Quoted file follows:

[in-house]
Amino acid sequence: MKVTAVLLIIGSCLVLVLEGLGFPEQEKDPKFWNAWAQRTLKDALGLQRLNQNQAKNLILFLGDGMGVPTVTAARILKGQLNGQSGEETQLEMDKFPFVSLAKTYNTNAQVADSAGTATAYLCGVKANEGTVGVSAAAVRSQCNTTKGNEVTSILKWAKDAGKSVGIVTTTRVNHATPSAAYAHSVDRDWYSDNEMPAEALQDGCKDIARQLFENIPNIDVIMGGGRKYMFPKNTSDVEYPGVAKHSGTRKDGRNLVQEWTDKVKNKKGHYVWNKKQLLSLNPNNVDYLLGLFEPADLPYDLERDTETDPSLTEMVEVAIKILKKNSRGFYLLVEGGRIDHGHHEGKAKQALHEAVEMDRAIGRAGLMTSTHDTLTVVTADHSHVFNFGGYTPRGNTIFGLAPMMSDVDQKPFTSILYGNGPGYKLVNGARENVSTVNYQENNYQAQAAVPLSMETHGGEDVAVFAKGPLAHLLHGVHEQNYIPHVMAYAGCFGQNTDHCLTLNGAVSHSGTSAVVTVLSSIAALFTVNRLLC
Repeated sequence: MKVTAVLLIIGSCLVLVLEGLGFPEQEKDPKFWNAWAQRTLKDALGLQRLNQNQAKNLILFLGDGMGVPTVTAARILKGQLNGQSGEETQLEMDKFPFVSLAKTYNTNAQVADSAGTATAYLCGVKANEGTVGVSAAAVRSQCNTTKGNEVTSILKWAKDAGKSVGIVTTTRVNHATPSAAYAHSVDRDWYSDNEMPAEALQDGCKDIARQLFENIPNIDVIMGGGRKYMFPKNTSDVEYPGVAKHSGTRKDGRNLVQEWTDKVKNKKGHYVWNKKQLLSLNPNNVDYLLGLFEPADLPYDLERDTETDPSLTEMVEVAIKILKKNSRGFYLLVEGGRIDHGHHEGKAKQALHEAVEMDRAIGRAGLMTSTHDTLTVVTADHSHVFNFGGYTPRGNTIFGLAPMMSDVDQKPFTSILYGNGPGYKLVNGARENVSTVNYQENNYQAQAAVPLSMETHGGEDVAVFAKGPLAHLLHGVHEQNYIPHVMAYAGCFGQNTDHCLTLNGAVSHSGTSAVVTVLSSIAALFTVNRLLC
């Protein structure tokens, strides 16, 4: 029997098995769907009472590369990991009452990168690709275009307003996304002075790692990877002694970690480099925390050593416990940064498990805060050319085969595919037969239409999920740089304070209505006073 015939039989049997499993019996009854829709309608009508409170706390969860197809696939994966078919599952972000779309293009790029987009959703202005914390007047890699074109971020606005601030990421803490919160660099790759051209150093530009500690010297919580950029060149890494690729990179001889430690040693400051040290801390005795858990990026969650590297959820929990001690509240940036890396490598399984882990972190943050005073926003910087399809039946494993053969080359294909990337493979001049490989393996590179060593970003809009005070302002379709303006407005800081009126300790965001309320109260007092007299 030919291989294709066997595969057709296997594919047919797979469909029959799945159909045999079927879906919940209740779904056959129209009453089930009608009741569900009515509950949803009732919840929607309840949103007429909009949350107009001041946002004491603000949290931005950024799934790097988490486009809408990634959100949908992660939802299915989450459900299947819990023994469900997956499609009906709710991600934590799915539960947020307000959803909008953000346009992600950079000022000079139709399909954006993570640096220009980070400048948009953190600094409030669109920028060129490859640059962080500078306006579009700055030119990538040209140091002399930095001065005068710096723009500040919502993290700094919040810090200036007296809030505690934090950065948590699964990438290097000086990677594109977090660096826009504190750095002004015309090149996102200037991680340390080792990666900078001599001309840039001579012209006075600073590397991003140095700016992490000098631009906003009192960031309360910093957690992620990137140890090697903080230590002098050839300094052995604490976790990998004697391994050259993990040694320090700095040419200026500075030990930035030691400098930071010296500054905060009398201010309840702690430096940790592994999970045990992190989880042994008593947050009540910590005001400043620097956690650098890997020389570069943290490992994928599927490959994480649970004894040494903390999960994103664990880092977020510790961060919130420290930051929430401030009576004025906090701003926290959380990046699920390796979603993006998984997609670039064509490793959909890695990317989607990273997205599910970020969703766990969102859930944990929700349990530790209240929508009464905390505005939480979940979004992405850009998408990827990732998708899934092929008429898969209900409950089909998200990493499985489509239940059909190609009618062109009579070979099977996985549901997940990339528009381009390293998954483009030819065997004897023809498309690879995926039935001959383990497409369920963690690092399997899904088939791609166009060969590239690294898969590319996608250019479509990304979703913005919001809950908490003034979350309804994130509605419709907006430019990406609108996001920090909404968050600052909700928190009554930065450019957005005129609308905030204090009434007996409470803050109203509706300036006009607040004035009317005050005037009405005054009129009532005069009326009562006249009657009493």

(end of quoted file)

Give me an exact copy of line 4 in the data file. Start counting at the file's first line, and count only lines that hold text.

């Protein structure tokens, strides 16, 4: 029997098995769907009472590369990991009452990168690709275009307003996304002075790692990877002694970690480099925390050593416990940064498990805060050319085969595919037969239409999920740089304070209505006073 015939039989049997499993019996009854829709309608009508409170706390969860197809696939994966078919599952972000779309293009790029987009959703202005914390007047890699074109971020606005601030990421803490919160660099790759051209150093530009500690010297919580950029060149890494690729990179001889430690040693400051040290801390005795858990990026969650590297959820929990001690509240940036890396490598399984882990972190943050005073926003910087399809039946494993053969080359294909990337493979001049490989393996590179060593970003809009005070302002379709303006407005800081009126300790965001309320109260007092007299 030919291989294709066997595969057709296997594919047919797979469909029959799945159909045999079927879906919940209740779904056959129209009453089930009608009741569900009515509950949803009732919840929607309840949103007429909009949350107009001041946002004491603000949290931005950024799934790097988490486009809408990634959100949908992660939802299915989450459900299947819990023994469900997956499609009906709710991600934590799915539960947020307000959803909008953000346009992600950079000022000079139709399909954006993570640096220009980070400048948009953190600094409030669109920028060129490859640059962080500078306006579009700055030119990538040209140091002399930095001065005068710096723009500040919502993290700094919040810090200036007296809030505690934090950065948590699964990438290097000086990677594109977090660096826009504190750095002004015309090149996102200037991680340390080792990666900078001599001309840039001579012209006075600073590397991003140095700016992490000098631009906003009192960031309360910093957690992620990137140890090697903080230590002098050839300094052995604490976790990998004697391994050259993990040694320090700095040419200026500075030990930035030691400098930071010296500054905060009398201010309840702690430096940790592994999970045990992190989880042994008593947050009540910590005001400043620097956690650098890997020389570069943290490992994928599927490959994480649970004894040494903390999960994103664990880092977020510790961060919130420290930051929430401030009576004025906090701003926290959380990046699920390796979603993006998984997609670039064509490793959909890695990317989607990273997205599910970020969703766990969102859930944990929700349990530790209240929508009464905390505005939480979940979004992405850009998408990827990732998708899934092929008429898969209900409950089909998200990493499985489509239940059909190609009618062109009579070979099977996985549901997940990339528009381009390293998954483009030819065997004897023809498309690879995926039935001959383990497409369920963690690092399997899904088939791609166009060969590239690294898969590319996608250019479509990304979703913005919001809950908490003034979350309804994130509605419709907006430019990406609108996001920090909404968050600052909700928190009554930065450019957005005129609308905030204090009434007996409470803050109203509706300036006009607040004035009317005050005037009405005054009129009532005069009326009562006249009657009493």